In schizophrenia (SZ), the power of low-frequency EEG oscillations (delta/theta; 1-7 Hz) is elevated in the awake state in subregions of the thalamocortical system. NMDAR antagonist induces similar low-frequency oscillations and also produces many of the symptoms of SZ, thus raising the possibility that the abnormal delta oscillations in SZ are causal in producing symptoms of the disease. Our previous work using the NMDA hypofunction model shows that T-type Ca channels and NR2C are critical for generation of abnormal delta oscillations. We further showed that optogenetically inducing delta oscillation in the nucleus reuniens of the thalamus is sufficient to interfere with working memory, a cognitive process that shows deficits in SZ. This supports the hypothesis that abnormal delta in SZ could be causal in generating disease symptoms. Independent support for this framework for understanding SZ has come from two genome-wide studies; these identified the same isoform of the T-type channel as a risk gene for SZ. Thus, there is strong rationale for further understanding of how abnormal delta can produce symptoms of SZ. Furthermore, elucidation of the cellular and molecular mechanisms may suggest new strategies for disease treatment.
In Aim 1, we will further analyze how optogenetic stimulation of the reuniens at delta frequency interferes with working memory. The experiments are designed to determine whether the oscillations interfere with encoding or recall processes. The goal of Aim 2 is to test, in vivo, our understanding of delta generation and to determine whether drugs that reduce delta ameliorate symptoms in an animal model. Our specific hypothesis is that drugs that inhibit T- channel function directly, or reduce their function by depolarizing cells (thus producing inactivation of T channels), will reduce delta oscillations and ameliorate behavioral deficits. We have developed an in vivo assay in which we can evoke delta oscillations by injection of ketamine into the thalamus; we will use this model to evaluate drugs for their ability to reduce the power of these oscillations. We will further test drugs using the Df(16)A+/- mice that have been generated to model the human chromosomal deletion 22q11.2 that is the largest known risk factor for SZ. Consistent with the importance of delta oscillations, these mice have elevated delta power in the awake state. With this model, we can test for drugs that reduce delta power and determine whether these drugs ameliorate the working memory deficits in these animals.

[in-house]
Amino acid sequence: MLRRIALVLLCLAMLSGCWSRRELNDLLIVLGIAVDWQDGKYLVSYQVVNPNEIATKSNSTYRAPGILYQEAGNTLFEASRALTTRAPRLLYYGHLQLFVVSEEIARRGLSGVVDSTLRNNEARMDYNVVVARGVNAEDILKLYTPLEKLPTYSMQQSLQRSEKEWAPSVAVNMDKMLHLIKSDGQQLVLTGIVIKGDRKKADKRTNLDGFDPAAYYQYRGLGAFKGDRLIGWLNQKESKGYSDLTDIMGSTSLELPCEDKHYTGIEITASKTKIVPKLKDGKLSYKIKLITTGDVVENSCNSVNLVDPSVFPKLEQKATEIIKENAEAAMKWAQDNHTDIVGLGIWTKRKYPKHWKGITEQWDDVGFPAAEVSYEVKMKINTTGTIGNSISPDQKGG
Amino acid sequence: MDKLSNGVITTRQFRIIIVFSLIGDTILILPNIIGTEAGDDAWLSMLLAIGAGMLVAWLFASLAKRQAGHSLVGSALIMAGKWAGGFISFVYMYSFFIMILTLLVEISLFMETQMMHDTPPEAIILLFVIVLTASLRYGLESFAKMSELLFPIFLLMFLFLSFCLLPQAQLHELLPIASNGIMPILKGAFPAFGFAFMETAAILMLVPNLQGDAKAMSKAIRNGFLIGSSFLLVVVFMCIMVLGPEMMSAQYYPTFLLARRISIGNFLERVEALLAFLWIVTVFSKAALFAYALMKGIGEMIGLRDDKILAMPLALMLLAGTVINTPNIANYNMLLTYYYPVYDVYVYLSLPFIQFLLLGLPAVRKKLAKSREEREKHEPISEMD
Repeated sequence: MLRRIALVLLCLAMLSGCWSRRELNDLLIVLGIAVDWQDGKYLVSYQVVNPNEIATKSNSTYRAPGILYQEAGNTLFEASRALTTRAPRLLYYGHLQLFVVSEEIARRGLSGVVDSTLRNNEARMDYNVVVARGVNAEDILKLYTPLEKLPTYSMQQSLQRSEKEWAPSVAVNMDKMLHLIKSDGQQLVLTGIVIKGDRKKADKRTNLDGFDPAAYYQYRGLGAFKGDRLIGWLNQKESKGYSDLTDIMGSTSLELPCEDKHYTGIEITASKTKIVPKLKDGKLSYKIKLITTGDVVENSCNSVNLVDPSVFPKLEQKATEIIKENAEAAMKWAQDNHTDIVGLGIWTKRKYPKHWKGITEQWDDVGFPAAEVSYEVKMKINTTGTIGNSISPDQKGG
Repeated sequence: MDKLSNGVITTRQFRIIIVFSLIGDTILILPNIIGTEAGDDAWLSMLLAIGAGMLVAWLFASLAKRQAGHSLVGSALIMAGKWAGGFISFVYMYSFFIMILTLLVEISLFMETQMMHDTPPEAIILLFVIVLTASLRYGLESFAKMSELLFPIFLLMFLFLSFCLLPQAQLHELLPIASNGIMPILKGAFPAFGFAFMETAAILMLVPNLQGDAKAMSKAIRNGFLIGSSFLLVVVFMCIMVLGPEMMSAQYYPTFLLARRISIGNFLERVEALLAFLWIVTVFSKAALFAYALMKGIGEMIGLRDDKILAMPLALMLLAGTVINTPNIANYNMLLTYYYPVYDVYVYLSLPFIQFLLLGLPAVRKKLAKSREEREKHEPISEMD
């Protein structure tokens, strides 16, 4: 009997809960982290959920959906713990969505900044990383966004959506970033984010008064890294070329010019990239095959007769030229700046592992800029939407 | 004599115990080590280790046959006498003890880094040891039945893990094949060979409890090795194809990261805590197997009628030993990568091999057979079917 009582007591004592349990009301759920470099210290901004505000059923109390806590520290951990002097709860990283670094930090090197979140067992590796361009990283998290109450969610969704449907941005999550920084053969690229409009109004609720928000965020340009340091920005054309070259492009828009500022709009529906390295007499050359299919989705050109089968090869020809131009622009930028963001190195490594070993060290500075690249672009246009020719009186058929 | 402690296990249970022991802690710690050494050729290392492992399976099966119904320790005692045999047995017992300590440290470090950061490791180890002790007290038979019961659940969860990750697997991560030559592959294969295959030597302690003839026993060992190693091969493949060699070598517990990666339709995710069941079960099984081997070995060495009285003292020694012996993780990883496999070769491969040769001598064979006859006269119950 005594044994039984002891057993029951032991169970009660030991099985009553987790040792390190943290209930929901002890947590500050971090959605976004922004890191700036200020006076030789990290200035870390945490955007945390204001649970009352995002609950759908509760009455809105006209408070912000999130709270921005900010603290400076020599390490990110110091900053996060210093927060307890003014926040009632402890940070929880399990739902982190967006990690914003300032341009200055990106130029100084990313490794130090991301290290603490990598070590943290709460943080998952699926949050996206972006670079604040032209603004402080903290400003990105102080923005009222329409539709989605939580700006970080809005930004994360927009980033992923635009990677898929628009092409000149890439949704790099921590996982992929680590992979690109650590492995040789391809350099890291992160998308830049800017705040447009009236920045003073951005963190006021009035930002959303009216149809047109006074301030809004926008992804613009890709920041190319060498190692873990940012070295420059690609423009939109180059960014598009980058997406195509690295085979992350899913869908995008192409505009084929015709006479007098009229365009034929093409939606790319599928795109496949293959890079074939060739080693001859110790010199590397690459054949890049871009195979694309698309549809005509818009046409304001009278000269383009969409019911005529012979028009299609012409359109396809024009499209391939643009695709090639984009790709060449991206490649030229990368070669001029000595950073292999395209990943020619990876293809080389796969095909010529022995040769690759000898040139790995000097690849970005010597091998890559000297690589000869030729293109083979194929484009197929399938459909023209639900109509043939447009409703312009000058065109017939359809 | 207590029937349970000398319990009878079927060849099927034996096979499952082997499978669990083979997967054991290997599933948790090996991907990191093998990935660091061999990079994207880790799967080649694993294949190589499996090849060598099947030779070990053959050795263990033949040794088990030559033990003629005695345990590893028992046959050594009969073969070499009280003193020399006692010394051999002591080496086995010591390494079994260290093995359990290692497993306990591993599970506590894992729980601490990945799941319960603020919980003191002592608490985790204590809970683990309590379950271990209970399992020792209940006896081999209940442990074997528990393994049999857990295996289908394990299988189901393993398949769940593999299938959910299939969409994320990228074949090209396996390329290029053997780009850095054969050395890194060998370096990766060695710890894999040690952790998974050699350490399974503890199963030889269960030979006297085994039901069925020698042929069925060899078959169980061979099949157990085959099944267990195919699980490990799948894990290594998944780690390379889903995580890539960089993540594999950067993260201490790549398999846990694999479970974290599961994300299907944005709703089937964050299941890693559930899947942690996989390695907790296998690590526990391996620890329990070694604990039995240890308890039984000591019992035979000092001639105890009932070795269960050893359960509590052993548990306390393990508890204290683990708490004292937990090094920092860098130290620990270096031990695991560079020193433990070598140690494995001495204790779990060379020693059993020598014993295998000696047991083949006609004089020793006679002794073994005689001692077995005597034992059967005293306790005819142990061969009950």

In Aim 3, we test a novel hypothesis about the negative symptoms of SZ, symptoms that have been particularly difficult to understand and treat. This explanation is built on a proposal by Graybiel/Surmeier according to which activity in the parafasicular/centro-medial (PF/CM) nucleus of the thalamus preferentially activates the indirect (NoGo) pathway of the basal ganglia. Activity in the indirect (NoGo) pathway is thought to inhibit behavior and could thus produce avolition. We will use optogenetic methods to test whether imposing delta oscillations in PF/CM produces avolition.
Health Relevance Studies of schizophrenia patients show that the power of low frequency oscillations in the EEG is elevated. We have shown that this abnormality is likely to be causal in generating symptoms of schizophrenia. Our research is aimed at understanding the mechanisms of this oscillation and identifying therapeutic strategies for blocking the oscillations.
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|Khlestova, Elizaveta; Johnson, Jon W; Krystal, John H et al. (2016) The Role of GluN2C-Containing NMDA Receptors in Ketamine's Psychotogenic Action and in Schizophrenia Models. J Neurosci 36:11151-11157|
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